The eternal question: How are Oxford shoes different to Derby shoes?
Despite their being terms which are used frequently, in general few people know the answer. In our shop in Mallorca we have heard everything: that the Oxfords are just Brogues, or that Derby shoes – or Bluchers – are made with a simpler construction. Others, simplifying, call all handmade shoes for dress “Oxfords“. All this is way off, wide of the mark and does not hold up to the truth.
So here you have it, if you are a little lost on the matter. There’s a simple explanation. Oxfords are formal shoes for dressing smart, more elegant, and they are the best option to go with a tuxedo jacket or suit. They may have perforations – as do the now so called “Brogues.” They may be plain, with a toecap, “Wholecut“, etc. What makes a shoe an Oxford is the system of doing up the laces – how the holes for the laces are set out. On the Oxfords, the part further down is fixed and does not allow the shoe to be opened in this area.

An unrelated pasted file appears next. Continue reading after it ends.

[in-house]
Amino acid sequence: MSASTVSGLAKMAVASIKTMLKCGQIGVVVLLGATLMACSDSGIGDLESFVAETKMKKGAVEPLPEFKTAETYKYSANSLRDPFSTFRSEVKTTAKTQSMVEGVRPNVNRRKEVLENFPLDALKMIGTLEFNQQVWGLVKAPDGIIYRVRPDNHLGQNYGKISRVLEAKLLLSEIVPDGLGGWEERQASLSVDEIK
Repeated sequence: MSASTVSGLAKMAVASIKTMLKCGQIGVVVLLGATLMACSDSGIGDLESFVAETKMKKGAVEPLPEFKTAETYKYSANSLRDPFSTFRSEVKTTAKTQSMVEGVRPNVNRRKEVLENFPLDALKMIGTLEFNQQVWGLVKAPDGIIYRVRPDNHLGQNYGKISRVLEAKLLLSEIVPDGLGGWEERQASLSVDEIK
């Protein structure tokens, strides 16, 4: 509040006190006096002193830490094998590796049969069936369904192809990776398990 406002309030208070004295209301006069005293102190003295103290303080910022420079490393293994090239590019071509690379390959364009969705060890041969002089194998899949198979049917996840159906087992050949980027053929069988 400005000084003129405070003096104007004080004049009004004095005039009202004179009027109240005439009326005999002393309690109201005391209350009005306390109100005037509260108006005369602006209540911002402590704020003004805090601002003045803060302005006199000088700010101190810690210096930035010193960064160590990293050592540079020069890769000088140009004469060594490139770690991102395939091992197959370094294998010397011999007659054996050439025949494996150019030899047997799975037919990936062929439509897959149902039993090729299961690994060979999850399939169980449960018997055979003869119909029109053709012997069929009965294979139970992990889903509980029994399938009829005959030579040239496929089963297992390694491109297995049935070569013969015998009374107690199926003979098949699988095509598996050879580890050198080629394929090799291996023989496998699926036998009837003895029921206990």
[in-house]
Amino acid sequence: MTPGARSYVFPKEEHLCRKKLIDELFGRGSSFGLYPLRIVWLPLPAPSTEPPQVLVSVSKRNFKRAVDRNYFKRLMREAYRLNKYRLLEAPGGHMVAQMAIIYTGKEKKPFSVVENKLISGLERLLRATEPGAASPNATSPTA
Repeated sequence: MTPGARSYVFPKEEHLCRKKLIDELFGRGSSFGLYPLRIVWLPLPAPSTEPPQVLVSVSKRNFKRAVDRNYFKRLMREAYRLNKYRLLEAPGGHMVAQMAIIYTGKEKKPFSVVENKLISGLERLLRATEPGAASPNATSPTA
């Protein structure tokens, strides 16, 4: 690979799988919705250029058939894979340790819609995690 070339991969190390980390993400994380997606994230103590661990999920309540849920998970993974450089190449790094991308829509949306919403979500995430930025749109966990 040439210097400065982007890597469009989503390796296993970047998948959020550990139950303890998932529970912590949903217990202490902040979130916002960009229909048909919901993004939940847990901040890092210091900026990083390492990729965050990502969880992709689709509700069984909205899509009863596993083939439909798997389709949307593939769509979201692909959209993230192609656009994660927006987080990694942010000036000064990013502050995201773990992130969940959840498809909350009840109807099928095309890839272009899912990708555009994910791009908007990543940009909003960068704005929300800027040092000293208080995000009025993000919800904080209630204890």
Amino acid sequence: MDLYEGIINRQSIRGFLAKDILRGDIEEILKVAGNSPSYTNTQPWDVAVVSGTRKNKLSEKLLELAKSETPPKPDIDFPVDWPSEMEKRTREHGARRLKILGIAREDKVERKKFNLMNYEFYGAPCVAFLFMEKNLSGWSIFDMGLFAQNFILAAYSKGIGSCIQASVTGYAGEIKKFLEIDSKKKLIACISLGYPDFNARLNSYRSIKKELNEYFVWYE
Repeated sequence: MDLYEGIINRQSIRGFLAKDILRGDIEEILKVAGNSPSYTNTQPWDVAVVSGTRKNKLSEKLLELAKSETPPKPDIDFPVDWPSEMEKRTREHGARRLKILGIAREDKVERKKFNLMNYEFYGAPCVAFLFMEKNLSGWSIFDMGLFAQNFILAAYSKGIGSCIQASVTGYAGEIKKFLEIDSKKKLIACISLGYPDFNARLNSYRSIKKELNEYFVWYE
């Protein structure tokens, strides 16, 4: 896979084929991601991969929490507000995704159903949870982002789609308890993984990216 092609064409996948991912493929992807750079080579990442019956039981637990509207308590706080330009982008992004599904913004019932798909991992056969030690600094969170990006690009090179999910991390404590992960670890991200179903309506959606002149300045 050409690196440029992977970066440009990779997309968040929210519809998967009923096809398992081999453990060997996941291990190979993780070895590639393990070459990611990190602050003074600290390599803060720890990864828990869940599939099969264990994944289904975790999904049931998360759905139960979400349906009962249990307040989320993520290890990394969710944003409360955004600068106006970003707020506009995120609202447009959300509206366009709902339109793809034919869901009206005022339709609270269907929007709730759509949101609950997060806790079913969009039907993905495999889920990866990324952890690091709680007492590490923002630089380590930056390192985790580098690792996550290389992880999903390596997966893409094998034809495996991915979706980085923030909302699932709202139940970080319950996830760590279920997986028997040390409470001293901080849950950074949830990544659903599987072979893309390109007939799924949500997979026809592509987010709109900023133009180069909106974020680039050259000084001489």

On Derby shoes, the lower part can be opened which makes them more appropriate for bigger feet, or feet with a higher instep, because they give more slack for the best fitting when you tie them up, or untie the laces and take the shoes off. Derby shoes are less formal than Oxfords, and therefore are more looking better for moments of leisure. They are ideal for wearing with chinos and a jacket, jeans or similar garments.
Well, that’s easier than it sounds, isn’t it?